“By the tender mercy of our God,
the dawn from on high will break upon us.”
~Luke 1:78 (NRSV).
Zechariah’s prophesy, momentous as it was, brings us to goose bumps as we read it, knowing what God was set upon, and achieving, in Jesus of Nazareth, God the Son incarnate.
His prophesy (Luke 1:67-79) is beautiful to read.
But it’s not just that the words have beauty — their selection and poetic formation — it’s predominantly that these words echo beforehand a promise that subsequently becomes truth, established fact, history.
God has weaved together the melding of prophets for such a time as this — Zechariah and Elizabeth, Mary, then John the Baptist, and finally, Jesus himself. All these had no thread of separation; they were on song for the Lord God Almighty; all playing their divinely apportioned roles.
Benedictus – “Praise Be”
The entire canticle (song) is named, Benedictus, meaning also, Song of Zechariah, or also “Praise Be.”
During it Zechariah is speaking of his newborn son — John the Baptist — as well as lauding the Covenant Father for what is now coming to pass; from that prophesied back to Abraham’s day (v. 73).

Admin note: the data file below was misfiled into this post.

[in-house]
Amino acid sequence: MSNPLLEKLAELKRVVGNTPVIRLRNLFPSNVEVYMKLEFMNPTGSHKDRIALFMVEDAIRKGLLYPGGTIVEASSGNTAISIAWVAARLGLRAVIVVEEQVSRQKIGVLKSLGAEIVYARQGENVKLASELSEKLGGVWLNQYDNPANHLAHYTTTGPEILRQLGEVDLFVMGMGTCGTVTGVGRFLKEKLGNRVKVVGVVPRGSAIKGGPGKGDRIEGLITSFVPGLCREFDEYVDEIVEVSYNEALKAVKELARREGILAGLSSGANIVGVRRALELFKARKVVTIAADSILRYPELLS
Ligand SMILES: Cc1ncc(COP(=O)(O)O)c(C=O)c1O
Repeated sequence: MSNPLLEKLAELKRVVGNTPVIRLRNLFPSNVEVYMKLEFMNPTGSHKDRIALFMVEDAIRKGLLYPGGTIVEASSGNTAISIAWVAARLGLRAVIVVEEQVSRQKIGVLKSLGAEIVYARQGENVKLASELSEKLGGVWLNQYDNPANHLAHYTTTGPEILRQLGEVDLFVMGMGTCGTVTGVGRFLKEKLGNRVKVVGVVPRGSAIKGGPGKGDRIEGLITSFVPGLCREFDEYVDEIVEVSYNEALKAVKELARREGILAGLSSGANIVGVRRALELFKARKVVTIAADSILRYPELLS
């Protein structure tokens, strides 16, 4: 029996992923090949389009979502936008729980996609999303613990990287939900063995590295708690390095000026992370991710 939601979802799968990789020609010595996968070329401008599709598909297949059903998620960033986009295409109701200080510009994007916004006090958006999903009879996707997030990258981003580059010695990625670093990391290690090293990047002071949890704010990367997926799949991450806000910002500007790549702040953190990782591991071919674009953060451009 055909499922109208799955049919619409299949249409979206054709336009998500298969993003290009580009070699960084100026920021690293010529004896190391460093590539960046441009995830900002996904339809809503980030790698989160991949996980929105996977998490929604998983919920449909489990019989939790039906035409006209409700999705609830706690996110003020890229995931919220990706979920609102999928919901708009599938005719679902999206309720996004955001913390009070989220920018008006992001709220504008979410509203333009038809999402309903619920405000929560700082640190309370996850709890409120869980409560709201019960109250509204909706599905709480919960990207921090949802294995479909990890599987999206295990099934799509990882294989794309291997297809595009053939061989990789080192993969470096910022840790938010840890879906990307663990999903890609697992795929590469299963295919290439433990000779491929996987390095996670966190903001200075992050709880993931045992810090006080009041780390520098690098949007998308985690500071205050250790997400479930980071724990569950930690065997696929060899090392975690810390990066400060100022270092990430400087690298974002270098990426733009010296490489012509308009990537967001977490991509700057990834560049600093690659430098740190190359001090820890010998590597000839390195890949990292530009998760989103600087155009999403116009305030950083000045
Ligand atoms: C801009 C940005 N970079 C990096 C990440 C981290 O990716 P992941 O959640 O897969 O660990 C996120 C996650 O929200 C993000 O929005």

As it flows, this prophesy shifts from praising God as in a history lesson to praising the Lord for the imminence of it all, now, about to occur.
Imagine, as Zechariah was, being filled to the brim with the Holy Spirit, ushering praise for a reality, certain, though yet to come! This has to fill us with a sense of an inimitable Presence of the Lord — a supernatural above-the-world personal experience; the knowledge of God in the seconds of breathing and conscious awareness.
Redemptive Lives Now Possible in This Messiah
This is the long hope expressed in this canticle. The truly righteous of Israel — the real Hebraic Jew, not the typically legalistic Pharisaic Jew — set their heart and soul on being redeemed by a Saviour who would make living righteously achievable.
Their heartfelt desire was to live to the rule of the Lord — to achieve obedience to the statutes of the Holy One. This desire is not for self-righteousness, to claim some proud standing, but to honour the Lord.
This is the sentiment Zechariah is heard to utter. That’s his heart in this canticle.
And only in and through Jesus is this redeemed life possible. Beyond necessity-of-obedience is something even more powerful, more truthful, more vibrant and liveable. It’s grace implicit of the trust that we’ll do our best and forgiveness is now a given, because of Jesus’ obedience on the cross.
His obedience has vouchsafed ours!
© 2011 S. J. Wickham.